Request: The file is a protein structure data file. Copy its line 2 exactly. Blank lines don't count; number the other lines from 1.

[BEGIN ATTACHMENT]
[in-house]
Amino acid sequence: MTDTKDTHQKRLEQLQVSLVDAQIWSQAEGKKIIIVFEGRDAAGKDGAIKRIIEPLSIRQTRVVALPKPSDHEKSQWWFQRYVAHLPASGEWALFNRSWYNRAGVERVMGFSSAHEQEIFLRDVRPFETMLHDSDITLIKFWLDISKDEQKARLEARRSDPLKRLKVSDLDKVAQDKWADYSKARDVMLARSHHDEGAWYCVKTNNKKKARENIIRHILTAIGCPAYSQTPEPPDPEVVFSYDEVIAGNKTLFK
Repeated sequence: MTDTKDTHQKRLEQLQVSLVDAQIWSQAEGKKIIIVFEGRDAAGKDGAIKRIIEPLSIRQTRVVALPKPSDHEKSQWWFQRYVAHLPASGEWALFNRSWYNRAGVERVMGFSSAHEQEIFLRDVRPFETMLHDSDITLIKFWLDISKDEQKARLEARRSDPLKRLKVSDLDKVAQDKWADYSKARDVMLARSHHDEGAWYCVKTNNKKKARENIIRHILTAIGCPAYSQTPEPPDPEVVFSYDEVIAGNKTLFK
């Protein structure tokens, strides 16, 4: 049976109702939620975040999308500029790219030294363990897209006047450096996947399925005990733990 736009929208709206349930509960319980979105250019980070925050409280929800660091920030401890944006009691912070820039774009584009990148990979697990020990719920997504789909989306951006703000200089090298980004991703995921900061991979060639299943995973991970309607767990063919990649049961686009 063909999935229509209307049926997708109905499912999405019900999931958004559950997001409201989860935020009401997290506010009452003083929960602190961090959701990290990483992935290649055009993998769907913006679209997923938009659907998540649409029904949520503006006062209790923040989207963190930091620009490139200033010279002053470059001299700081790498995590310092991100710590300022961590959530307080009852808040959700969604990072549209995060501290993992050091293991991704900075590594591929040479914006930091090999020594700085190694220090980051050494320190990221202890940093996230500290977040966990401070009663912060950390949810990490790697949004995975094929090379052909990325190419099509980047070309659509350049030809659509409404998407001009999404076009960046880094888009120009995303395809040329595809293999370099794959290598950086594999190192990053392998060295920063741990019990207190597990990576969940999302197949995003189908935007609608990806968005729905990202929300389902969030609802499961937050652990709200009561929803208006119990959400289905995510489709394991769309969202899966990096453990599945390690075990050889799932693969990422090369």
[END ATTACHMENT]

Amino acid sequence: MTDTKDTHQKRLEQLQVSLVDAQIWSQAEGKKIIIVFEGRDAAGKDGAIKRIIEPLSIRQTRVVALPKPSDHEKSQWWFQRYVAHLPASGEWALFNRSWYNRAGVERVMGFSSAHEQEIFLRDVRPFETMLHDSDITLIKFWLDISKDEQKARLEARRSDPLKRLKVSDLDKVAQDKWADYSKARDVMLARSHHDEGAWYCVKTNNKKKARENIIRHILTAIGCPAYSQTPEPPDPEVVFSYDEVIAGNKTLFK